Review of Tina Turner's concert, entitled "One last time"

On Thursday 28th of February I completed viewing a concert which was called “One Last time”, filmed at Wembley Stadium in July 2000. It presented the amazing talents of Tina Turner, showcasing her successful musical career that had led her on a fantastic journey, culminating with that very concert (hence the title).

Tina was supported by a band of nine people who not only brought out the original tone and groove of her songs, but also at times enhanced the audience’s experience of what was an absolutely fantastic performance.

There seemed to have been an emphasis on backing up Tina’s voice, as along with the two backing vocalists, (Stacey Campbell and Lisa Fischer) the two guitarists (John Miles and James Ralston) also sang along and added to the expanse of harmony.

The band were required to play a variety of styles to incorporate Tina’s ten or so performed songs, especially Rock and blues, and throughout the set these different styles were performed in a set order that saw both high points (for example “higher and higher”) and low points in audience excitement versus their pure and emotional enjoyment (for example during a slow-tempo ballad, “Help!”).

Tina opened the concert by singing a single note in her upper register, which was not only controlled beautifully but powerfully. This immediately established her presence on the stage and showed us what was to be expected of such an accomplished performer. In the first song, ‘Higher’, Tina administered perfect control over her Falsetto voice, and as the title of the song suggests pushed her voice to a high point in her range. Tina also showed good control of vibrato and most often on long sustained notes would use head movement to fake it, however her natural vibrato was often noted as an undertone to her fabulous voice in the first song.

Tina showed much confidence as she talked to her fans between songs and moved around the stage while singing; not only did her simultaneous movement and singing show she was an accomplished vocalist, but it demonstrated her competence at a performers level. There were however several instances where Tina’s diction became somewhat flawed, as she pushed her range or displayed emotion. Her projection on most songs, especially during her “early years” medley, was fantastic, however it displayed her flawed diction to a large and noticeable extent. The medley itself started with a simple 12-bar-blues number in which the band excelled, and as it progressed the band seem to combat tempo changes, key changes and solos quite well, most noticeably the sax player (Euge Groove) who played his instrument in a rough, corrosive way that complimented Tina’s musky voice greatly.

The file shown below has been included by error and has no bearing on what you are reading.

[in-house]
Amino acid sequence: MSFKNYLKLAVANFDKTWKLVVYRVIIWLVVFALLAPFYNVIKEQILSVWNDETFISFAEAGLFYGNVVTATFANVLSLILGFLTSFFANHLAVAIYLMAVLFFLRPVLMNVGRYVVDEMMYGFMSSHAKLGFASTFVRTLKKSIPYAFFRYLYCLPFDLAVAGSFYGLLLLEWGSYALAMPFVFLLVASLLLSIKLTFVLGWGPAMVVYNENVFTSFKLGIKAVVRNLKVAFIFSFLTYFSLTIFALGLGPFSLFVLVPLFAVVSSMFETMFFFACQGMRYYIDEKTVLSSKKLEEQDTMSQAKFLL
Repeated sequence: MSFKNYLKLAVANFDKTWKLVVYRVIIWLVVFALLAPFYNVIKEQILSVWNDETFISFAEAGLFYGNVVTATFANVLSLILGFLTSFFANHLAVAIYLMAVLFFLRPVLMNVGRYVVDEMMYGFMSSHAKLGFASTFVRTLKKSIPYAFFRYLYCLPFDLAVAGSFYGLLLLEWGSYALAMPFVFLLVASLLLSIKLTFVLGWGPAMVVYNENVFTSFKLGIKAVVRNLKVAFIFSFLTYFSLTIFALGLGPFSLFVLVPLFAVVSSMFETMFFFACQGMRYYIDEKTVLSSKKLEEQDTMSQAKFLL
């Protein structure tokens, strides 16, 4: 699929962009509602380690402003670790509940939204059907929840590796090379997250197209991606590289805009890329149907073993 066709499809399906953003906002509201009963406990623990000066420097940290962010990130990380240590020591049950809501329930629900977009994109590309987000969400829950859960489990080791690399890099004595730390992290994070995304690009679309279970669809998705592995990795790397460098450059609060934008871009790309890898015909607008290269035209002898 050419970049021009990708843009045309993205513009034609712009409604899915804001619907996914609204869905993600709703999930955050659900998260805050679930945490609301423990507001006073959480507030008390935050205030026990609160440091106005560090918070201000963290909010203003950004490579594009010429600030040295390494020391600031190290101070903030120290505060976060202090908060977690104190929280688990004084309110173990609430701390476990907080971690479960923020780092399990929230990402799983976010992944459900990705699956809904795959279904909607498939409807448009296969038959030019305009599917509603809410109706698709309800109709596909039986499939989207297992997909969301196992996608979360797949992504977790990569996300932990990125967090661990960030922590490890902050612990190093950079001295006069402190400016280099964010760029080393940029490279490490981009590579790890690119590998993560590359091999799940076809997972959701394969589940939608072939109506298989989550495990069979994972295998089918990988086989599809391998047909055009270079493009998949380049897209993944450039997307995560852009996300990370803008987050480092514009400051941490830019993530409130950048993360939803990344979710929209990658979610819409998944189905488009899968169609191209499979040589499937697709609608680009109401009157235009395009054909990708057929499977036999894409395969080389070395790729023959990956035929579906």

It was on the ballad “Help!” (a cover song) that Tina got the audience’s attention; song number six in the set, it slowed the tempo and level of noise (it at first only featured Joel Campbell on Piano and Warren McRae on Bass) enough for the audience to pay attention without a screaming partisan of Tina standing next to them. This is not to say that the audience was quiet on this song! On most songs they were pictured happily singing along or screaming; either way totally engulfed in the performance. Typical of a ballad, “Help!” reassured the audience of Tina’s skill as a musician, as the tone of the instruments saw her voice the main attraction.

This song led straight to the bluesy “Heard It Through the Grapevine”, which was performed from a slow blues that transcended in to fast tempo rock. This highlighted the technical capabilities of the band, as well as being a piece delivered fantastically in the vocal sense by both Tina and the backing vocalists. The song was also a visual highlight of the concert, as fire and smoke ripped the stage apart, the band playing in the centre of it all.

Tina did such a fantastic job in singing her part of the song in her own unique style that the transition between concert and recording was almost seamless. Perhaps the most well-known of all her songs was kept to the very end of the concert, and as the band ripped in to “Nutbush city limits” Tina hovered above stage on a massive platform, stretching about 30 metres over the audience. This of all things showed how adept Tina was as a vocalist, as she stood over a torrent of screaming fans, risked tumbling over her platform and on to them (or heaven forbid drop her microphone) and still managed to deliver a song that most people’s expectations were riding on.

Throughout the entire concert, not only did Tina show her professionalism as an individual talent, but also managed to prove to her fans (who were packed like sardines in to Wembley Stadium) what an exciting performer she was after all these years. With the aid of her band she delivered what most fans would have expected of her, and showed what a fantastic and broad range of songs have lined her career. If it was one thing that Tina Turner could deliver with, it was style; this style is not only highlighted in “One last time”, but accomplished.

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